Review Summary: "I am the Destroyer of Worlds"
There is arguably no other band in the modern metal landscape that has spawned more internet and in-person verbal fights than Job for a Cowboy. They picked up a steady group of passionate followers and detractors when they released their debut 2005 EP Doom and the arguments have only gotten more intense over the years as they've drifted further away from the deathcore sound that first got them noticed. If anything is going to silence the legions of Job for a Cowboy detractors out there, it's going to be their new LP Sun Eater, which is not even remotely similar to anything the band has done in the past.
Sun Eater is much more reminiscent of foreign atmospheric death metal a la Gorguts and Morbus Chron than the contemporary American death metal they tackled on 2009's Ruination and 2012's Demonocracy. The technicality the band has brought to the table on their past few releases is still very much present, there's just a more of a focus on establishing a mood than constantly bombarding the listener with mind-numbing speed. The more expansive approach to the songwriting on Sun Eater allows the band to dive into the most ambitious, sprawling material they've ever produced.
Album opener "Eating the Visions of God" will more than likely take back anyone who's ever heard Job for a Cowboy before. The majority of the riffing is subdued, there's prominent bass throughout, the moments of technicality are unexpected and exciting, and there's an overwhelming aura of dread throughout the six-and-a-half minute runtime. Cuts like "Sun of Nihility", "The Synthetic Sea" and "Buried Monuments" only build upon the strength of "Eating the Visions of God". All of these songs have a distinct structure with dynamic instrumentation and moments of nuanced gloom that build organically into beautiful extreme metal bedlam. Even the more straightforward tech-death affairs on the record ("The Stone Cross", "A Global Shift") feel more fluid and dense than anything they've crafted in the past. The moments of subtlety in-between the chaos in the compositions allow Sun Eater to stand out from a vast majority of other recent tech-death releases.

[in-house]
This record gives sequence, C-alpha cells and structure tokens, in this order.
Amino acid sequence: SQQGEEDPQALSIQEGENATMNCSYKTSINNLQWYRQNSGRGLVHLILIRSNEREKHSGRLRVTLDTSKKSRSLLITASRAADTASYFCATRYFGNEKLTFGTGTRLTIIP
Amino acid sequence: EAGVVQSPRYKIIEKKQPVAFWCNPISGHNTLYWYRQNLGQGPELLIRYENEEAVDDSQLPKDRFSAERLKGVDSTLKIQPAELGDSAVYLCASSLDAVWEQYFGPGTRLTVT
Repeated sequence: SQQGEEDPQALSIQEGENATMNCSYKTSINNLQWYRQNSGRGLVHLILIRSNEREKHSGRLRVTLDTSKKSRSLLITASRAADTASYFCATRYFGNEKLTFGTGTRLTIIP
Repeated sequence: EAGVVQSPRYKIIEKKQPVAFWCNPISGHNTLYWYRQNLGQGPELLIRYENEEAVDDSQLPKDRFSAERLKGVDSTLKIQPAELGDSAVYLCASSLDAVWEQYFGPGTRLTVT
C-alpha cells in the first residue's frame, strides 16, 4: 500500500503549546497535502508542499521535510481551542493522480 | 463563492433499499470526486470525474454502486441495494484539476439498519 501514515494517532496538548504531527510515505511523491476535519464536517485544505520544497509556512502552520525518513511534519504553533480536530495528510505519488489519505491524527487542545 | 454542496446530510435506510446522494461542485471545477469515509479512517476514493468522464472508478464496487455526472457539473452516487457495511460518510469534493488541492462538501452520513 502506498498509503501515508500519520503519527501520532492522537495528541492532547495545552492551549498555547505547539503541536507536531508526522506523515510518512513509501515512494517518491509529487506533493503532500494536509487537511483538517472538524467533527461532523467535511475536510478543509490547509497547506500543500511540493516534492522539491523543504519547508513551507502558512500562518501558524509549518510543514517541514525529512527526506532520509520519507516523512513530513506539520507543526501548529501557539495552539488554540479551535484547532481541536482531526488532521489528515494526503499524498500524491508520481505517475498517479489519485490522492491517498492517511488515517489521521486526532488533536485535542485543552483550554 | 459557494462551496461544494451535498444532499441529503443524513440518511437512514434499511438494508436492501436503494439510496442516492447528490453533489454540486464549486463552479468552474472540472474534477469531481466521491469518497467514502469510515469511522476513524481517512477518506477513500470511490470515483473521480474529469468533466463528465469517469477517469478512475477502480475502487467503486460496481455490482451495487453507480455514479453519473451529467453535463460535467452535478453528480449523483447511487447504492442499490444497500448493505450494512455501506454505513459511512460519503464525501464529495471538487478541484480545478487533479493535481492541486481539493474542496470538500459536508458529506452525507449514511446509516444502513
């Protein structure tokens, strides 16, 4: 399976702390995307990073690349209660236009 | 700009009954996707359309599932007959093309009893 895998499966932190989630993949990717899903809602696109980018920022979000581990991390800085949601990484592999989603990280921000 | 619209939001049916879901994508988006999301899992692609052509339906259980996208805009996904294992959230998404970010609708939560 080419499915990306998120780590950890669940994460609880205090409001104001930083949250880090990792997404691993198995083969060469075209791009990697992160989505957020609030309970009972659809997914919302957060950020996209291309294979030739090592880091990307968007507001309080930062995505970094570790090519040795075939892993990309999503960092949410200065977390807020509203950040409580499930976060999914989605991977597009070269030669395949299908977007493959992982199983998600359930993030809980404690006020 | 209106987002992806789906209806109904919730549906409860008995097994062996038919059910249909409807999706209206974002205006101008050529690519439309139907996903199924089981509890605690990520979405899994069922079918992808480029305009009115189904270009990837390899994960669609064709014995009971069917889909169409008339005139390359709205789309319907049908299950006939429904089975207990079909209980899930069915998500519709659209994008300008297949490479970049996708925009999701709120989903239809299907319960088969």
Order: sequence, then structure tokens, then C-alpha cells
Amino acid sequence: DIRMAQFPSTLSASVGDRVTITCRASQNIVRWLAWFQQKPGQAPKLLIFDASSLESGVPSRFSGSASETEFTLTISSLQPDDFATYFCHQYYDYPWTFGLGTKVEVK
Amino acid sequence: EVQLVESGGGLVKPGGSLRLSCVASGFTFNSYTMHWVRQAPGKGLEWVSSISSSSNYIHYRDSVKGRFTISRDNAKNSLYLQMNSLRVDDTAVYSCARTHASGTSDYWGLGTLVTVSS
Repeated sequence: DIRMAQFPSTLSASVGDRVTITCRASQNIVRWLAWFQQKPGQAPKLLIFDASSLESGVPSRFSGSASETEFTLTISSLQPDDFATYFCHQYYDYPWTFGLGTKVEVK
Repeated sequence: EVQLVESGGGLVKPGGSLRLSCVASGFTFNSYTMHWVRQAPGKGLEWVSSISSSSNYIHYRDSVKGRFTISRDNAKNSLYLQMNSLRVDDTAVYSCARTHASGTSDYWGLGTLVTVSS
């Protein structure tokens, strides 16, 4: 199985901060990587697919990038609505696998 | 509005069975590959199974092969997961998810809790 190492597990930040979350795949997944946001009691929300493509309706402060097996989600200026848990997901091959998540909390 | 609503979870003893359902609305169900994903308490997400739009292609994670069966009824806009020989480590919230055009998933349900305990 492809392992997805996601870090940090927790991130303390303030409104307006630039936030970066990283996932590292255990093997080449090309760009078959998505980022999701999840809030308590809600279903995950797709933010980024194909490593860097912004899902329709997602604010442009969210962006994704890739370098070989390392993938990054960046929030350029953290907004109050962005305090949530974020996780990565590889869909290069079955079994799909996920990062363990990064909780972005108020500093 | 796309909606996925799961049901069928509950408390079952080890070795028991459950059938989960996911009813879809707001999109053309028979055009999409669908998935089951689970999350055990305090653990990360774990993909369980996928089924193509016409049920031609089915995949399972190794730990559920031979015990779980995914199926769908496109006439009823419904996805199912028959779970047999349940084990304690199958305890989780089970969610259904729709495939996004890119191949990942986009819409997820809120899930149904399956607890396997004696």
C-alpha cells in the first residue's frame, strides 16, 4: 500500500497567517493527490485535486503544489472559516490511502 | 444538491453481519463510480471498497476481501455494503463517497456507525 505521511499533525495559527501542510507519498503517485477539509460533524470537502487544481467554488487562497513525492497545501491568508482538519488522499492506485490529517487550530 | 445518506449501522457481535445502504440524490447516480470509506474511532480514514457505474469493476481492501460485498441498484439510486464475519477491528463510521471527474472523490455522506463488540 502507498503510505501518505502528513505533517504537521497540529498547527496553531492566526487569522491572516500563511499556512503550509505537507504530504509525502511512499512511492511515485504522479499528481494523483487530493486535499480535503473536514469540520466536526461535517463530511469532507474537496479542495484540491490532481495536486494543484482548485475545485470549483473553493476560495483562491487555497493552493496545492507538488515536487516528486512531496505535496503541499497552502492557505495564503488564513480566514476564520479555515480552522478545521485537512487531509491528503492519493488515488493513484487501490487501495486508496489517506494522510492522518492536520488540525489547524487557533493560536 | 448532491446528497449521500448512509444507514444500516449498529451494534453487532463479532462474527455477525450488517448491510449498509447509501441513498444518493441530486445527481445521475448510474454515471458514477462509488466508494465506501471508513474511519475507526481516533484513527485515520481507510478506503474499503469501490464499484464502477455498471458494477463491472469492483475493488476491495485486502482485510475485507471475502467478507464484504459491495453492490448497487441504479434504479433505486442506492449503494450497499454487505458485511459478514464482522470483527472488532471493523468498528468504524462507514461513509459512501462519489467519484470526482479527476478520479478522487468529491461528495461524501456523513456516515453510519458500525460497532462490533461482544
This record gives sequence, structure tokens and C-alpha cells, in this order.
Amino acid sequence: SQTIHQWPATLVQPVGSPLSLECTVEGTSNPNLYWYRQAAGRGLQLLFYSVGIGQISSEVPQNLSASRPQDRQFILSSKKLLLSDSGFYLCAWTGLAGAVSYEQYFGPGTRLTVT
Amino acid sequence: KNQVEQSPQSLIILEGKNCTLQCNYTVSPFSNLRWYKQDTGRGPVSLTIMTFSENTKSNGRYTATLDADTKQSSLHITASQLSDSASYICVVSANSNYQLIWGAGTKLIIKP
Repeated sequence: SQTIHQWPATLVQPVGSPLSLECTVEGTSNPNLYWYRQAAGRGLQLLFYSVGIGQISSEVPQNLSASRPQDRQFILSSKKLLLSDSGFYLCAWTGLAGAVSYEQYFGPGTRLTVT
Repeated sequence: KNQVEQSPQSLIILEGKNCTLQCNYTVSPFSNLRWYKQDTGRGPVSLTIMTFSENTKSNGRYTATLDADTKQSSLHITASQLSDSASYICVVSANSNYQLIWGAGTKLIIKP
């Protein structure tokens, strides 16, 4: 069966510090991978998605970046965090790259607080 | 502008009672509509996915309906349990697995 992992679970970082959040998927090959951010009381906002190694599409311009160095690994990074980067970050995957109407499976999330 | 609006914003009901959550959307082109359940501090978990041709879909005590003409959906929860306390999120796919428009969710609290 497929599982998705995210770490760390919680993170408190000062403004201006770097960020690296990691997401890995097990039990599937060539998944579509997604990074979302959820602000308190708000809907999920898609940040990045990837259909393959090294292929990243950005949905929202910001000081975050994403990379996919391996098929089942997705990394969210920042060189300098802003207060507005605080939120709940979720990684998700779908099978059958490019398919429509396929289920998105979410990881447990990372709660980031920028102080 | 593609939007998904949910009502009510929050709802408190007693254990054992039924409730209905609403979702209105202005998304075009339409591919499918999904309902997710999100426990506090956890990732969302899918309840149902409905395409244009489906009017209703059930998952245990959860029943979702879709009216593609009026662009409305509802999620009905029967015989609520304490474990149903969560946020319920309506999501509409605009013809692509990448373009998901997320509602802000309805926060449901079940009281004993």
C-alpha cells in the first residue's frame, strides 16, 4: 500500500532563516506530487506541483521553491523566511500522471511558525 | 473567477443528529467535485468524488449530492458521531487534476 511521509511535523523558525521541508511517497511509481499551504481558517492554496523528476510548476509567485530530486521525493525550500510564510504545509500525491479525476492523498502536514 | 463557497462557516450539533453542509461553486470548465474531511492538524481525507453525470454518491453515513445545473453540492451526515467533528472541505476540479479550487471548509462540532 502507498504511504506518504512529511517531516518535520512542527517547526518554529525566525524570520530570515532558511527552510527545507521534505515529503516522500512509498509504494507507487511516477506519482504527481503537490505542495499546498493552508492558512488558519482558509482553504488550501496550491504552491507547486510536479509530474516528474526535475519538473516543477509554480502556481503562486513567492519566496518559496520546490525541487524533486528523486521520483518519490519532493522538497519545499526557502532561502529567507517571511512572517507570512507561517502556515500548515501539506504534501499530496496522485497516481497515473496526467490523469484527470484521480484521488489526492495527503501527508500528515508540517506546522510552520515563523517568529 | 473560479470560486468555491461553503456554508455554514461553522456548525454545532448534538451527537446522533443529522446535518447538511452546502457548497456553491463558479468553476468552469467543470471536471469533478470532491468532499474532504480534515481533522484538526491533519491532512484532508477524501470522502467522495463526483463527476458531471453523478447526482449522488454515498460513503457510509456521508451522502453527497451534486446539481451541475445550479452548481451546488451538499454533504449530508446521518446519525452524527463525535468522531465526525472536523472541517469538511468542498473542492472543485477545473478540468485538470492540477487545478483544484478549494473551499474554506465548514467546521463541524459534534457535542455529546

The change in sound on Sun Eater also brings a lot more attention to the vast amount of talent Job for a Cowboy possesses. This is a band that has gone through a revolving door of members since their inception a decade ago (vocalist Jonny Davy is the only founding member still in the band,) and this incarnation of Job for a Cowboy is light-years ahead of any of their previous lineups. Guitarist Tony Sannicaderio evolves to the next level as a player with the most intricate riffs and solos he's ever written, session drummer Danny Walker (Intronaut, ex-Exhumed) seamlessly integrates himself into the fold and Davy delivers yet another strong, unabashedly evil vocal performance. However, the MVP of Sun Eater is bassist Nick Schendzilos. I have absolutely no idea why Job for a Cowboy waited so long to unleash this beast on the world. The flawless tone and finesse of the bass plays an integral part in helping establish the haunting atmosphere that runs through Sun Eater. The rest of the metal world needs to listen and take notes on how bass is used on this record. Bass is criminally underutilized in metal and Sun Eater serves as a perfect testament of just how effective it can be when its prominently featured in the music.
The constant shifts in sound Job for a Cowboy have made throughout their career have all culminated with Sun Eater. If Davy wasn't the vocalist, it couldn't even be identified as a Job for a Cowboy album. The variation of the songwriting and excellent musicianship throughout makes this album monumentally better than anything they did in the past. While there are times the record becomes meandering ("The Celestial Antidote", "Worming Nightfall"), the overwhelming strength of the rest of the album is more than enough to forgive the couple of missteps along the way. There will undoubtedly be some people out there that will dismiss Sun Eater simply because of the band's early reputation as the kings of pig-squealing, breakdown-laden deathcore. But for those open-minded listeners who are willing to overlook the days of "Knee Deep" and "Entombment of a Machine", you'll be treated to one of the most rewarding and dense death metal releases of 2014.